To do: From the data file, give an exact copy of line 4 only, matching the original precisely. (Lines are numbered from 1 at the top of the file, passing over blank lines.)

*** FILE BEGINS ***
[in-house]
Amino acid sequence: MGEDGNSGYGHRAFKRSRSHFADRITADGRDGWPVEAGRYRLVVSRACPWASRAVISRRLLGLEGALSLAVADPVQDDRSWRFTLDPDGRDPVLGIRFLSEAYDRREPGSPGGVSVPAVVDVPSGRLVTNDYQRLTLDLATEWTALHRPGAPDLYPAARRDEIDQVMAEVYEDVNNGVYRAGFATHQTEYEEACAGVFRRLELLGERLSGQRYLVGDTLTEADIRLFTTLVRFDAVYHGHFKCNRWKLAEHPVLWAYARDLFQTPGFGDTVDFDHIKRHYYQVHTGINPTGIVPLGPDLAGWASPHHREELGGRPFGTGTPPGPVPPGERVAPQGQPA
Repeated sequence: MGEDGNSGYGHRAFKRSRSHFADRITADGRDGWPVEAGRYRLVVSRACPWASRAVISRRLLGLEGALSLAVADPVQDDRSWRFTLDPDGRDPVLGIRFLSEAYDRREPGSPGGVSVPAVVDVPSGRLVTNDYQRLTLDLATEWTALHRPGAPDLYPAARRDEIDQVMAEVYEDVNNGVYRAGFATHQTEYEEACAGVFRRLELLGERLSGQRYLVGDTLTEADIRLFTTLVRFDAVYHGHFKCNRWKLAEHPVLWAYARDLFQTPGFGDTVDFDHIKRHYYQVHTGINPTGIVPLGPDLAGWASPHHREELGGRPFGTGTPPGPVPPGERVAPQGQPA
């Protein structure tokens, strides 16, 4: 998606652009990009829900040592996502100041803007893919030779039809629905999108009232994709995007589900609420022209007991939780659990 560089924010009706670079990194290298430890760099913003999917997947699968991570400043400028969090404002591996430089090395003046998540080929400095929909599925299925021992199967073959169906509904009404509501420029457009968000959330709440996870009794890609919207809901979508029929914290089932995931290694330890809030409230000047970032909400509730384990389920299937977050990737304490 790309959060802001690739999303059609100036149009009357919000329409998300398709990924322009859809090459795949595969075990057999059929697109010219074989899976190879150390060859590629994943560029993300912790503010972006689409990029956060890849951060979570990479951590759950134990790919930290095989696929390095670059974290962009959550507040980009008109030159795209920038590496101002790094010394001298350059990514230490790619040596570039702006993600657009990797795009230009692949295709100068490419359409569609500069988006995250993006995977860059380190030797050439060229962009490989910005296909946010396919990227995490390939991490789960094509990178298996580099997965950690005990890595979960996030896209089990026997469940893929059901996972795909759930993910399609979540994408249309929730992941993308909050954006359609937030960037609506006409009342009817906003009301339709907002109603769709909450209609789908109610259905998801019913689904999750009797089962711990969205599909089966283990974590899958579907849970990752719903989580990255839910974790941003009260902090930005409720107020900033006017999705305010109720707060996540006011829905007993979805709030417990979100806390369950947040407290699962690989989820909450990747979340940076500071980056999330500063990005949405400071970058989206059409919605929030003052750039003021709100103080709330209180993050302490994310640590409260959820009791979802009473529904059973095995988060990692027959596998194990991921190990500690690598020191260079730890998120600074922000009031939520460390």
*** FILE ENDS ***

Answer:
């Protein structure tokens, strides 16, 4: 998606652009990009829900040592996502100041803007893919030779039809629905999108009232994709995007589900609420022209007991939780659990 560089924010009706670079990194290298430890760099913003999917997947699968991570400043400028969090404002591996430089090395003046998540080929400095929909599925299925021992199967073959169906509904009404509501420029457009968000959330709440996870009794890609919207809901979508029929914290089932995931290694330890809030409230000047970032909400509730384990389920299937977050990737304490 790309959060802001690739999303059609100036149009009357919000329409998300398709990924322009859809090459795949595969075990057999059929697109010219074989899976190879150390060859590629994943560029993300912790503010972006689409990029956060890849951060979570990479951590759950134990790919930290095989696929390095670059974290962009959550507040980009008109030159795209920038590496101002790094010394001298350059990514230490790619040596570039702006993600657009990797795009230009692949295709100068490419359409569609500069988006995250993006995977860059380190030797050439060229962009490989910005296909946010396919990227995490390939991490789960094509990178298996580099997965950690005990890595979960996030896209089990026997469940893929059901996972795909759930993910399609979540994408249309929730992941993308909050954006359609937030960037609506006409009342009817906003009301339709907002109603769709909450209609789908109610259905998801019913689904999750009797089962711990969205599909089966283990974590899958579907849970990752719903989580990255839910974790941003009260902090930005409720107020900033006017999705305010109720707060996540006011829905007993979805709030417990979100806390369950947040407290699962690989989820909450990747979340940076500071980056999330500063990005949405400071970058989206059409919605929030003052750039003021709100103080709330209180993050302490994310640590409260959820009791979802009473529904059973095995988060990692027959596998194990991921190990500690690598020191260079730890998120600074922000009031939520460390």